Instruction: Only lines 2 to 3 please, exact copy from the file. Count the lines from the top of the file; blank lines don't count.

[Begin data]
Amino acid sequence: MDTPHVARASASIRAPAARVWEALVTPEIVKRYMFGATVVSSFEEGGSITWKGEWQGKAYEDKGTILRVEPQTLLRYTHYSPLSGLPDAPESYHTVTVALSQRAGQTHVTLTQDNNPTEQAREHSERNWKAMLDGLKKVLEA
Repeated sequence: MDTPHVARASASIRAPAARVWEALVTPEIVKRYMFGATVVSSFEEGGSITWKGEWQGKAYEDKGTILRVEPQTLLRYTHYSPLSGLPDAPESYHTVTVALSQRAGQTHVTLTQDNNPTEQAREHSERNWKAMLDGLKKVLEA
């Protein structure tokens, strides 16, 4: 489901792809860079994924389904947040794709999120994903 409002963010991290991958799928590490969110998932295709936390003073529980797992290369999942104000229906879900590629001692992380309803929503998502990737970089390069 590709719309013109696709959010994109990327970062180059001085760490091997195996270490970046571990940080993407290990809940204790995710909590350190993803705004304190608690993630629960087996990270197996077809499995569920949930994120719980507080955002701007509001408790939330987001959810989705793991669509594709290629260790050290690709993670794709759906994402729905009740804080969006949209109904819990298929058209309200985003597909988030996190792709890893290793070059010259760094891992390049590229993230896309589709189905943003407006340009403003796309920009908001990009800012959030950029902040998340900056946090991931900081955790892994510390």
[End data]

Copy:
Repeated sequence: MDTPHVARASASIRAPAARVWEALVTPEIVKRYMFGATVVSSFEEGGSITWKGEWQGKAYEDKGTILRVEPQTLLRYTHYSPLSGLPDAPESYHTVTVALSQRAGQTHVTLTQDNNPTEQAREHSERNWKAMLDGLKKVLEA
């Protein structure tokens, strides 16, 4: 489901792809860079994924389904947040794709999120994903 409002963010991290991958799928590490969110998932295709936390003073529980797992290369999942104000229906879900590629001692992380309803929503998502990737970089390069 590709719309013109696709959010994109990327970062180059001085760490091997195996270490970046571990940080993407290990809940204790995710909590350190993803705004304190608690993630629960087996990270197996077809499995569920949930994120719980507080955002701007509001408790939330987001959810989705793991669509594709290629260790050290690709993670794709759906994402729905009740804080969006949209109904819990298929058209309200985003597909988030996190792709890893290793070059010259760094891992390049590229993230896309589709189905943003407006340009403003796309920009908001990009800012959030950029902040998340900056946090991931900081955790892994510390």